Observation Deck July/August 2008

A little discipline (and willingness to work together) can go a long way

Putting together our annual feature, “Ten People to Watch in Healthcare Contracting,” is like fielding an All Star team. It gives us the opportunity to pick the brains of some very bright people, and that’s always exciting. It comes with some frustration too, though. First, there are a lot of talented people out there; we could have spotlighted many more. In future issues and future years, we will. Second, there’s a lot to write about each person, yet we had to keep it to a page each. That means we had to leave some valuable “footage” on the cutting room floor.

Among that footage was some input from William Mosser, managing director supply chain, Temple University Health System in Philadelphia. One of the interesting things about Mosser is that he spent 17 years in automotive manufacturing, and he brings some of that perspective to his current position. He believes that two characteristics found in the auto industry – discipline and the willingness to work with others – are lacking in healthcare contracting. Yet, if they were to be implemented, this industry could enjoy some success. Here’s some of what he had to say.

“In healthcare, we’re still focused on negotiating prices but are doing so in an ‘uninformed’ and ‘unleveraged’ manner. We still see too much of a ‘we vs. them’ attitude. There is still too much proprietary information without enough evidence-based data to help make fact-based decisions. We still consider products as ‘commodities’ or ‘clinical specialty items.’ The result is that we still have too much emotion in our decision-making process.

“In my previous life, we had engineers and staff from various functional areas who were responsible for determining the specifications for what we bought and used. All stakeholders were represented in the decision-making process, and it was the manufacturing process that drove the supply chain. Once a change or improvement was identified, all the support teams determined what they needed to do to ensure the integrity and quality of the product. In that industry, many of the team members were vendor representatives, who were required to certify that what we expected was actually measurable and able to meet the specifications. Goals and objectives were aligned. Changes drove improvements for both the customer and the supplier.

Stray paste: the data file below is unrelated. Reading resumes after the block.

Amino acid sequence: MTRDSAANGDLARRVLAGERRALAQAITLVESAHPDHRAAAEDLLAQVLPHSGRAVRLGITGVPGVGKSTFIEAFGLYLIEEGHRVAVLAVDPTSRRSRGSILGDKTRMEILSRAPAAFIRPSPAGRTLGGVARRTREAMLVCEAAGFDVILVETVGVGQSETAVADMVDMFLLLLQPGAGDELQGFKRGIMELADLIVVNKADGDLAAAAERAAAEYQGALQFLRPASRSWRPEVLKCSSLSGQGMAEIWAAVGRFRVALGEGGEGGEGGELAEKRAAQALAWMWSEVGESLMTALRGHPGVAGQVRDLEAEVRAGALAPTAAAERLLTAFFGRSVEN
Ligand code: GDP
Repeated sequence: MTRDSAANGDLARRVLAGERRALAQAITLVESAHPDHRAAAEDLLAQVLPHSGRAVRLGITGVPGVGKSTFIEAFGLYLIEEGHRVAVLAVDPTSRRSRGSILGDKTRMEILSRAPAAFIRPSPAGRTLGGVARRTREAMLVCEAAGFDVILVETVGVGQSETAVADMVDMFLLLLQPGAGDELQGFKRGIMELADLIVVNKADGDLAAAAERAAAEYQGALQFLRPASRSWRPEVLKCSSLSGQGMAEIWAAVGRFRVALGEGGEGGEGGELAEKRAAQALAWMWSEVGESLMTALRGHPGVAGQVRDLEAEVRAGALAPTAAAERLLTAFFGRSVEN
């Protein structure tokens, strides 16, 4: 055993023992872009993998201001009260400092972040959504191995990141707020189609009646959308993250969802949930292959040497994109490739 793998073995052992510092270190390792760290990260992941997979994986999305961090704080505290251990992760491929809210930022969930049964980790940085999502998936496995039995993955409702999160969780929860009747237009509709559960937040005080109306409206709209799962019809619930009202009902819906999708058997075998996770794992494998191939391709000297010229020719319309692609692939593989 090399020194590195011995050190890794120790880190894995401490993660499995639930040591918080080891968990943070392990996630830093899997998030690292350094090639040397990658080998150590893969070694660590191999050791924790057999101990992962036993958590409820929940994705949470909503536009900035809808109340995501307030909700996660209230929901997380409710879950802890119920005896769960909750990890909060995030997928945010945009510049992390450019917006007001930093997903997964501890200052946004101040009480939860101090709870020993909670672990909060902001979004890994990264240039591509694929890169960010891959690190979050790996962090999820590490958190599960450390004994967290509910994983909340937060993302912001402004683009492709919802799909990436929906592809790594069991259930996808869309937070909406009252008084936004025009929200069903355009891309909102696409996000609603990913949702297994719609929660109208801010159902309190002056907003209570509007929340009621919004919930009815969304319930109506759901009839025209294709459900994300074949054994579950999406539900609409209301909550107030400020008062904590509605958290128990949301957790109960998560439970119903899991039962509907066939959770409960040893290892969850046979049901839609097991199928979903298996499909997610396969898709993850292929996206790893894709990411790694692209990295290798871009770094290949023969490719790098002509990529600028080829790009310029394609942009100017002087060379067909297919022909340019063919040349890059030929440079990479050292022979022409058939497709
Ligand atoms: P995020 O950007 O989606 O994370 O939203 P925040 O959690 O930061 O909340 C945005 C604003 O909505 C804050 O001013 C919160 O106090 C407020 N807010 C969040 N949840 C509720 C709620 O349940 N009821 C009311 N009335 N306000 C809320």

“We all used a very simple Six Step process for the sourcing and contracting functions. Those steps are:

  1. Define the expectations and requirements.
  2. Research the marketplace to gather supplier intelligence, options and total cost solutions.
  3. Reconcile the requirements with the solutions (value analysis).
  4. Identify the most viable solutions, develop the negotiating strategies, and execute the strategies until win-win solutions are achieved.
  5. Select the solution.
  6. Implement the solution.

“The key difference is that Step 2 included full disclosure of vendor costs using activity-based costing, and it incorporated a collaborative approach to reducing vendor costs as well as our costs.

“It seems to me that we have the same capabilities in healthcare to assess, quantify and determine what is being used in the patient care environment. All we need is the discipline to follow through and work together.”

Mark Thill About Mark Thill

Mark Thill is the Editor of The Journal of Healthcare Contracting and has been reporting on healthcare supply chain issues since 1985. He is a graduate of Dominican University in River Forest, Ill., and he received a master's degree in journalism from Northwestern University in Evanston, Ill.

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